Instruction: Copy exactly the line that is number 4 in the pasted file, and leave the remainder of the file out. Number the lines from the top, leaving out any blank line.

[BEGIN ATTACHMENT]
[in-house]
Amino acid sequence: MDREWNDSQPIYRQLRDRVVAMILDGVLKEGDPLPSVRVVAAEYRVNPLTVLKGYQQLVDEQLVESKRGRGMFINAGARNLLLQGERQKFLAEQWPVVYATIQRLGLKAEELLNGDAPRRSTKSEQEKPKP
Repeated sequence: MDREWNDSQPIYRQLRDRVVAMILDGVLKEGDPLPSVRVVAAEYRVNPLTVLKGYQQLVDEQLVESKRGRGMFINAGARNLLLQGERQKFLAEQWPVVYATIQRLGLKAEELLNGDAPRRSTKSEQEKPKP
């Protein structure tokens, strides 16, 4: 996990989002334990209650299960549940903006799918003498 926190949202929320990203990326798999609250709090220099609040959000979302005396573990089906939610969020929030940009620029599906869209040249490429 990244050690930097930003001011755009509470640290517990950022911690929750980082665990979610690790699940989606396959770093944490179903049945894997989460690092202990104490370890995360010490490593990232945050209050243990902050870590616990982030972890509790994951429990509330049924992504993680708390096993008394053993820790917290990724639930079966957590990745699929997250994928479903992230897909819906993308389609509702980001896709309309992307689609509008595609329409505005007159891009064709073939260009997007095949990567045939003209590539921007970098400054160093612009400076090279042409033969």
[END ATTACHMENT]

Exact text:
């Protein structure tokens, strides 16, 4: 996990989002334990209650299960549940903006799918003498 926190949202929320990203990326798999609250709090220099609040959000979302005396573990089906939610969020929030940009620029599906869209040249490429 990244050690930097930003001011755009509470640290517990950022911690929750980082665990979610690790699940989606396959770093944490179903049945894997989460690092202990104490370890995360010490490593990232945050209050243990902050870590616990982030972890509790994951429990509330049924992504993680708390096993008394053993820790917290990724639930079966957590990745699929997250994928479903992230897909819906993308389609509702980001896709309309992307689609509008595609329409505005007159891009064709073939260009997007095949990567045939003209590539921007970098400054160093612009400076090279042409033969």